WHERE ARE YOU AT IN THE RFR TURNAROUND?  “It’s kind of hard to assess at this point because we’ve had so many execution and issues, but, on overall speed I feel like we’re comparable to where we were mid-season last year.  I don’t know that we made gains, but we didn’t really lose as much as I might have thought we would in the off-season, just with different things happening in our sport with manufacturers and different things.  I didn’t know where we were gonna stack up honestly into this year and, surprisingly, without many changes Ford is still on top and that’s really cool to see.  Roush Yates has done a great job with our engine program, with the two-race sealed engine program.  I think they’ve done a great job, so we have that.  We have Fords winning races, so you don’t have any excuses if you’re in a Ford, that’s for sure.  It gives us the ability to go in and say, ‘Hey, we’ve got to work on our team.  We have to get our cars faster and drive them better and work on them smarter,’ and do all of those things and execute well.”


ANY EXTRA PRESSURE RACING HERE?  “I actually enjoy this race more than any other.  I don’t really ever come here feeling pressure, it’s more fun for me.  It’s close to home.  I get to drive up the morning of and my family is here, my friends, people who have supported my career get to come and watch, so it’s fun for me.  And then also being that we’re fast here makes it fun.  I think if I wasn’t from Knoxville I’d still love Bristol because it’s so unique.  It’s not your typical mile-and-a-half or mile track.  It’s so different than any other atmosphere we race in that it’s a lot of fun to come to, whether it’s your home track, your favorite track or you hate it, it’s still a fun place to come.”


IS SHORT TRACK RACING LESS PHYSICAL NOW THAN IT HAS BEEN?  “When he asked about Bristol there, it’s funny you asked that because I was just thinking about what makes this place fun and I think the fun part of it is it is such a physical race track, not just the cars touching, but on your body.  The physical demands of this place are tougher than anywhere we go, so the reason that’s fun for me is I know I work with that.  With AdvoCare and the bikes that I ride, all the training that I do, you can tell the last 100 laps if somebody has their tongue hanging out the right side of their mouth.  They’re worn out and you know that you can go up and mentally push on those guys a little bit.  We may not have to do it with the front bumper, but you catch somebody, you see them start missing their marks, and you know, ‘Hey man, this guy is hanging on by a thread.  If I go push him a little bit harder, he’s gonna run out and he’s gonna make a mistake.’  So it’s more of the mental side and the physical side on the body that makes this place fun.  There are times when you do have to put the bumper to somebody and you have to keep moving.  We see that happen here.  I think what has happened in our series, though, is kind of that mentality I was just talking about – that we don’t have as much is how important points are.  We’ve learned that over the years.  You can’t make a mistake.  You can’t have a bad race.  You’ve got to get in on points.  I think people are starting to understand the importance of winning in the Playoff structure and the unimportance of points for some of the points.  Some teams will get in on points, but that allows us to go and lay it all out there.  A guy like myself, I don’t have to worry so much about the points racing and I can go, and if I need to push on somebody I can and if I get pushed on, well, I was in the way.  But obviously the VHT and the stuff they’re doing here at Bristol has tried to help a passing lane where you don’t have to hit each other.  If you’re all in one lane, then the only way to go forward is to move them out of the way, whereas if you have the bottom to use, you can make a clean pass.”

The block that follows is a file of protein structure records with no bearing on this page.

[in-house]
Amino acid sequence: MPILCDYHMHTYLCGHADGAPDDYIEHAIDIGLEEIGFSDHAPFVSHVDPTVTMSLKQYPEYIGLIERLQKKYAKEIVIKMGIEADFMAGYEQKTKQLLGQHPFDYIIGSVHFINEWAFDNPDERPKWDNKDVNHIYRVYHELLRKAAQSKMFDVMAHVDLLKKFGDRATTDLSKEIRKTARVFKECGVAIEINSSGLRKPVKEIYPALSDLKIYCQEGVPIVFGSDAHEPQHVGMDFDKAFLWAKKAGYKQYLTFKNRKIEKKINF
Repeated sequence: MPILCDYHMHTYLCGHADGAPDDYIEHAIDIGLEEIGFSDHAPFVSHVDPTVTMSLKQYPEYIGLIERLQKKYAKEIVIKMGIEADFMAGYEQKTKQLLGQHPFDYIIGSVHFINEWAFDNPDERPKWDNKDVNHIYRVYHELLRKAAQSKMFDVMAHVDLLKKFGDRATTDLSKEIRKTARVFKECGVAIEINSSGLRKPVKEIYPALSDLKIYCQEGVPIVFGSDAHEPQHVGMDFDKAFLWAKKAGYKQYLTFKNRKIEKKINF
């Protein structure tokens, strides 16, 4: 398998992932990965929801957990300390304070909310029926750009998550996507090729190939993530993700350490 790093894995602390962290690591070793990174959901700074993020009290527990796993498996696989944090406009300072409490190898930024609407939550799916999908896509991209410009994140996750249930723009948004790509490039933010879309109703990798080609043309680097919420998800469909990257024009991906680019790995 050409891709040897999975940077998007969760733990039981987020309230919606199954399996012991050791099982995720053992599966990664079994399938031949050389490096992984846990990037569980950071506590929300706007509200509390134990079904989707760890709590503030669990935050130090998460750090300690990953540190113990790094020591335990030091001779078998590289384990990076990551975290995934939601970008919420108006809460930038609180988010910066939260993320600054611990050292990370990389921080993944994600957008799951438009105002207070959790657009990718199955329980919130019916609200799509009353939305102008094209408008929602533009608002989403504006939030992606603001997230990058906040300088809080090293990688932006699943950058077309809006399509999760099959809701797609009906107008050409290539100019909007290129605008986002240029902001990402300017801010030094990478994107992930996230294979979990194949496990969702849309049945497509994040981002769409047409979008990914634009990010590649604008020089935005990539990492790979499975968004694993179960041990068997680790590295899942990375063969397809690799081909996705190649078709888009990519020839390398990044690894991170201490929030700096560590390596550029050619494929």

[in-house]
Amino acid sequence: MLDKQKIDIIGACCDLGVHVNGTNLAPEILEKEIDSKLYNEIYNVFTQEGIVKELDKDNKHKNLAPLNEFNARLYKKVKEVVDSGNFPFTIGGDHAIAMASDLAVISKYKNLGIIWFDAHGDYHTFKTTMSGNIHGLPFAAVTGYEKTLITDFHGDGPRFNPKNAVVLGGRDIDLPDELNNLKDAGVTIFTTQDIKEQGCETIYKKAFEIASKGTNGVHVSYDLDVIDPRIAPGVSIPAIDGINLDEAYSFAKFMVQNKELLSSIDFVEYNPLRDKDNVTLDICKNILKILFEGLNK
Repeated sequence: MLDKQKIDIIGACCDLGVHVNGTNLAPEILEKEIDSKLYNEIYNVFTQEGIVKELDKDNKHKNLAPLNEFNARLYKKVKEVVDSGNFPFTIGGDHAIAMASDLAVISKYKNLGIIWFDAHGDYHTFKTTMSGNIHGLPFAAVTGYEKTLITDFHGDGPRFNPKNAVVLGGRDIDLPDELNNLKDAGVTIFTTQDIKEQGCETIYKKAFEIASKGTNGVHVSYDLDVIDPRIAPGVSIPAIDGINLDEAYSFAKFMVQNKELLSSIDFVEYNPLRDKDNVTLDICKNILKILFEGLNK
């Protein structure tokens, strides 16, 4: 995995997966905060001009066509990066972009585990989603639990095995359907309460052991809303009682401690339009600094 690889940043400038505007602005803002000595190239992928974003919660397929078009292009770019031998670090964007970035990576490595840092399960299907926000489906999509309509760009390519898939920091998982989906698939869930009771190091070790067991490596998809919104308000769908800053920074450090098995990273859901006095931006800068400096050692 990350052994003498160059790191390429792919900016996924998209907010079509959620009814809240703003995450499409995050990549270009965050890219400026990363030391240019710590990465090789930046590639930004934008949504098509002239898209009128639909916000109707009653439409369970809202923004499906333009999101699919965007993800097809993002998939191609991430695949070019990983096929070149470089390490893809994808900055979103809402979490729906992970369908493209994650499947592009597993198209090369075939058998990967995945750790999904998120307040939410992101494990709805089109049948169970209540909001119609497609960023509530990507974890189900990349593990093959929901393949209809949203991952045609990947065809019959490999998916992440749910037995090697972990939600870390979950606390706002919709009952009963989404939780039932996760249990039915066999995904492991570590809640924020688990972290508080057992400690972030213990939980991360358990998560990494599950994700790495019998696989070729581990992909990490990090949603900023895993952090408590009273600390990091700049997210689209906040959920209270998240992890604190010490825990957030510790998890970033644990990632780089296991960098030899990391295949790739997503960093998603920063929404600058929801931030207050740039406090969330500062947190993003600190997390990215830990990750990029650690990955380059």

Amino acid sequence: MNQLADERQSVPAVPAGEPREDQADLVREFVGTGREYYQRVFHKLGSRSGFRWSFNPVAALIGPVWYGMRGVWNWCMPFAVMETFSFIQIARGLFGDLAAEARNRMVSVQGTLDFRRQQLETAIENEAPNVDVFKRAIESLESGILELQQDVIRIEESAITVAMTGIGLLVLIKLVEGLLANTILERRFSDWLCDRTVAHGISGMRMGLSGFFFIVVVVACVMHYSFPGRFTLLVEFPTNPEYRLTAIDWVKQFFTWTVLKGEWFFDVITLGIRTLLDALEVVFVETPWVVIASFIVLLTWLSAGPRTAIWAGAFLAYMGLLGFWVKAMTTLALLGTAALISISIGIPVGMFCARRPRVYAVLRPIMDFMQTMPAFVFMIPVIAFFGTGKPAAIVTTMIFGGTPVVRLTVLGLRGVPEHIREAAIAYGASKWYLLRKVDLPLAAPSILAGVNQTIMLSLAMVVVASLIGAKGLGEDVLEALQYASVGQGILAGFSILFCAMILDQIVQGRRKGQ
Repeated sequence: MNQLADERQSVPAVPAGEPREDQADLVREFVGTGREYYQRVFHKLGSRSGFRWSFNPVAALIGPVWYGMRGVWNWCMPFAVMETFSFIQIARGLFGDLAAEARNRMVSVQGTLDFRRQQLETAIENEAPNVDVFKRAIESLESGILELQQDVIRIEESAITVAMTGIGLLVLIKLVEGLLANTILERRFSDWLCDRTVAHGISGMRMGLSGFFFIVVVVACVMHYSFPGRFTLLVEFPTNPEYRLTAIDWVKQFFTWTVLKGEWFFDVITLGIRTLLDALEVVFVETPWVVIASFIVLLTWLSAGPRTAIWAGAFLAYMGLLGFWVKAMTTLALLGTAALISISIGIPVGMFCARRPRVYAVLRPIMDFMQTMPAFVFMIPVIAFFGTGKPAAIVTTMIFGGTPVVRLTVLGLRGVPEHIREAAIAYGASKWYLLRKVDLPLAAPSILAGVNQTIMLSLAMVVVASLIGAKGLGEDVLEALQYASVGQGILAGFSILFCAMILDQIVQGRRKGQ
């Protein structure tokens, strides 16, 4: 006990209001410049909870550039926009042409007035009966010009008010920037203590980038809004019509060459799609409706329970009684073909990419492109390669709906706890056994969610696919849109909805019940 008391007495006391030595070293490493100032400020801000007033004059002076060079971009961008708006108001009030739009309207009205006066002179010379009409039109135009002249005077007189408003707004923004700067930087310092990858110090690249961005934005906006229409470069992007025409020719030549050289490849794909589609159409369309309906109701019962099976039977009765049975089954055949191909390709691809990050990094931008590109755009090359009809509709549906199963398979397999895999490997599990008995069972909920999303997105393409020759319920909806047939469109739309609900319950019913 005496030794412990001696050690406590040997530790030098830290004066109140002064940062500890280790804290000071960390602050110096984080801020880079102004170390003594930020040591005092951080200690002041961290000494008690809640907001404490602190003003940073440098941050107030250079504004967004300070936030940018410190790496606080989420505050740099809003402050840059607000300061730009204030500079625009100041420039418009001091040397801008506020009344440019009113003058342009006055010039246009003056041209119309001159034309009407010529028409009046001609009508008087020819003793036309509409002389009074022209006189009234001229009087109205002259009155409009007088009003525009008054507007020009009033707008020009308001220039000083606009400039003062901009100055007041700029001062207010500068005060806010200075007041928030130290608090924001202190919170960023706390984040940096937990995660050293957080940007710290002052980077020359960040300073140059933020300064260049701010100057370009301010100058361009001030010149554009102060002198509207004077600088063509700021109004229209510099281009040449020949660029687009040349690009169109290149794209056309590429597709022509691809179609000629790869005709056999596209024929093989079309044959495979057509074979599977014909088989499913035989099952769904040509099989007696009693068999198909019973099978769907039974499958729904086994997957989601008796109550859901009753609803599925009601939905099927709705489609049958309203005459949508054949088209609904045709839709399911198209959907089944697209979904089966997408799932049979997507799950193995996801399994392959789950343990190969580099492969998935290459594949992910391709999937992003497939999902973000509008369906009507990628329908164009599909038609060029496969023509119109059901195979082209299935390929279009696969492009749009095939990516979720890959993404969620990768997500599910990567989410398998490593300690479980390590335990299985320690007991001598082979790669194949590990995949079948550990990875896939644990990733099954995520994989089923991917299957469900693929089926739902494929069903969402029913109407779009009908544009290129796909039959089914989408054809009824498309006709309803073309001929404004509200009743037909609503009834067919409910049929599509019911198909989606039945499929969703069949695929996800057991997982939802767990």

HOW WOULD YOU EXPLAIN TO THE FANS HOW HECTIC IT GETS IN THE TRAFFIC AT BRISTOL?  “Well, If you’ve ever tried to leave the track after the race, just do that at about 130 or 140 miles an hour.  That’s about how it feels.”


ANY SUPERSTITIONS ON FRIDAY THE 13TH?  “No.  That’s not me.  What does that even mean?”


THOUGHTS ON RICHMOND NEXT WEEK?  “I love short track racing.  That’s what I grew up doing.  That’s natural for me.  I want to keep working on our cars to get them better I feel like our struggle every week is that we can’t turn the center well enough.  We’re tight in the middle and we’re limited how much we can free them up because we get loose in, especially tracks where you have a lot of braking kind of bit Stenhouse and myself at Martinsville – being really free on the brakes I wheel-hopped, got into the fence.  It happened to him in practice.  Richmond is a place getting into turn three you can have that issue, so we’ve got to keep working on our cars to figure out what we have going on with our short track program to get them tight enough on the brakes where we can free up the middle of the corner, and that kind of transfers everywhere.  That’s what we’re working on.  I love short track racing when the car drives good, we just have to get them there so we can go and have fun.”